I'm not trendy. For starters, I just this week learned about steampunk which appears to have been trendy since at least 2007. But for all of you who like me and are not yet aboard the steam train, I introduce you to my first installment of "trends for the untrendy."
My oversimplified definition for non-trendy people:
Steampunk - science fiction set in the past
The most traditional steampunk is set in the Victorian era and highlights futuristic technology as it would be imagined by people from the era, reminiscent of H.G. Wells and Jules Verne. However, steampunk can still be steampunk if it is set in different time periods and/or highlights paranormal elements instead of futuristic technology. For great examples of steampunk, check out Soulless by Gail Carriger and The Girl in the Steel Corset (Steampunk Chronicles) by Kady Cross.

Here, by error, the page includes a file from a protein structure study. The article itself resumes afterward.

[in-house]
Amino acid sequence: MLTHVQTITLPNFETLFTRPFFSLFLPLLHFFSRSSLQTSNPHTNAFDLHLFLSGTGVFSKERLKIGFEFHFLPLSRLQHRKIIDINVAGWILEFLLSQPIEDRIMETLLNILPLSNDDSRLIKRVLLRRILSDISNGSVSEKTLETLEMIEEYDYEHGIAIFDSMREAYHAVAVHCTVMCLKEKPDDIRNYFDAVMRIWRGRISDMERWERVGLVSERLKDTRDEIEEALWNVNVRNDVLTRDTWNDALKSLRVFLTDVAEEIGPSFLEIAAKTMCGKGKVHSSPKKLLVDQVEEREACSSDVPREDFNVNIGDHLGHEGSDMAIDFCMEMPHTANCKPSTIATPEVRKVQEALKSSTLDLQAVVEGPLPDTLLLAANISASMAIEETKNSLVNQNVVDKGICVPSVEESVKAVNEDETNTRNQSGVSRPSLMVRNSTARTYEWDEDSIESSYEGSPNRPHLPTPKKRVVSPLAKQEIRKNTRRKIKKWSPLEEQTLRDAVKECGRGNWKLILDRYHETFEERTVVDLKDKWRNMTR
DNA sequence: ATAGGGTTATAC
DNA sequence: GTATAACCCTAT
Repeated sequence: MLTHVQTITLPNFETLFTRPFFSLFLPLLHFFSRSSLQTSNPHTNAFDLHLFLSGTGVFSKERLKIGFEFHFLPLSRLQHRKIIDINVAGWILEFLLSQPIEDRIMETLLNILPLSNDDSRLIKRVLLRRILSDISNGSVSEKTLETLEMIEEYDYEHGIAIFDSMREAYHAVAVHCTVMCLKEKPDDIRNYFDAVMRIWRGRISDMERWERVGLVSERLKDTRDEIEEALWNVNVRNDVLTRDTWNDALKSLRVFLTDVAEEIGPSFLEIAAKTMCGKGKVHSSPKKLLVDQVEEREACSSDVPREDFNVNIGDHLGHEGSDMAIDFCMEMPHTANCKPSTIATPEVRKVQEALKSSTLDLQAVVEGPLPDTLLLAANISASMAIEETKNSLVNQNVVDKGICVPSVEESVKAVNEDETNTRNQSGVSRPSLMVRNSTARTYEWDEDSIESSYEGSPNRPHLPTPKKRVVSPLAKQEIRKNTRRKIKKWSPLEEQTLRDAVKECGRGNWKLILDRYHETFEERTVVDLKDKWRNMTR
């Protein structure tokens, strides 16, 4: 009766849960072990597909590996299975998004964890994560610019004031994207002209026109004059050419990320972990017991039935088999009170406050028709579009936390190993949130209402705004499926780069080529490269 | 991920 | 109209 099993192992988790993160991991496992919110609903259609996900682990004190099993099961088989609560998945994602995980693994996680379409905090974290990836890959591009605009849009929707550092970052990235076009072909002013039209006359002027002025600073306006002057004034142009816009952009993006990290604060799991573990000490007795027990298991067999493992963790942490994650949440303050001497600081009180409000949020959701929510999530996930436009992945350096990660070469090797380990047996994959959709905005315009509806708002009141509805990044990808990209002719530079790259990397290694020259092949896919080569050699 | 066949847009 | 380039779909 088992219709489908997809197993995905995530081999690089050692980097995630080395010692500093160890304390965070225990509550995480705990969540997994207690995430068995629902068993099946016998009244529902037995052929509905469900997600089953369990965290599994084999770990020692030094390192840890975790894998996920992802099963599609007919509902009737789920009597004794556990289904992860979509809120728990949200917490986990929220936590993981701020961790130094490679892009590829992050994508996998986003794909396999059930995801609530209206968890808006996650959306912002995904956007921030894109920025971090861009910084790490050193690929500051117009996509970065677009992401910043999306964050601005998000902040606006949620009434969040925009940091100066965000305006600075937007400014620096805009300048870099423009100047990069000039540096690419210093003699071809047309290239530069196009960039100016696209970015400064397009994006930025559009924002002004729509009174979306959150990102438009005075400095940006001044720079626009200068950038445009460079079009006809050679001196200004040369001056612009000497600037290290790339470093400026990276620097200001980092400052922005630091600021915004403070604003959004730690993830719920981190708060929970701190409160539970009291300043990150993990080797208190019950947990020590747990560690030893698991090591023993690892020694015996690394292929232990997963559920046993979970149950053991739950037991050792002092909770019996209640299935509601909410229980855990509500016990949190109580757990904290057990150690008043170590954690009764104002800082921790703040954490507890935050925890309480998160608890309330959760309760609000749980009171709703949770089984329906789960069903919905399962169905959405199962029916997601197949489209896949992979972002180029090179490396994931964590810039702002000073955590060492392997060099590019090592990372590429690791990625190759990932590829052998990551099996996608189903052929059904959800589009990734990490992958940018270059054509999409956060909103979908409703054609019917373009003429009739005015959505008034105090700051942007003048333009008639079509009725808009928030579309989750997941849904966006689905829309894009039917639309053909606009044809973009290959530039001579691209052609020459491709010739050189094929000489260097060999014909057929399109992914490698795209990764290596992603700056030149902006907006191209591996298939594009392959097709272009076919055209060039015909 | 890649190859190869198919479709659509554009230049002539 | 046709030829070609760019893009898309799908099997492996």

More eloquent and accurate definitions from real steampunks (linked to source):
"Steampunk could be considered a retro-futuristic neo-Victorian sensibility that is being embraced by fiction, music, games, and fashion. It is ornate and vibrant, and intricate. It believes that functional items can and should be beautiful." - Cherie Priest
"Steampunk fiction is fiction that’s in love with old-fashioned gadgets and machinery." - Richard Harland
"Steampunk is an aesthetic that mixes elements of technofantasy, and neo-Victorian retrofuturism." - Mike Perschon
Although I am way late catching on to steampunk, it seems that the trend is far from over. I researched it in the first place because agents are looking for it!
Here are some agents who are looking for steampunk:
The McVeigh Agency (steampunk for young readers)
Steampunk is still steaming. Will is still be hot by time I'd be able to write and edit a steampunk novel? That's not as clear. But if you love steampunk, don't worry about the trend, just write it, read it, and love it.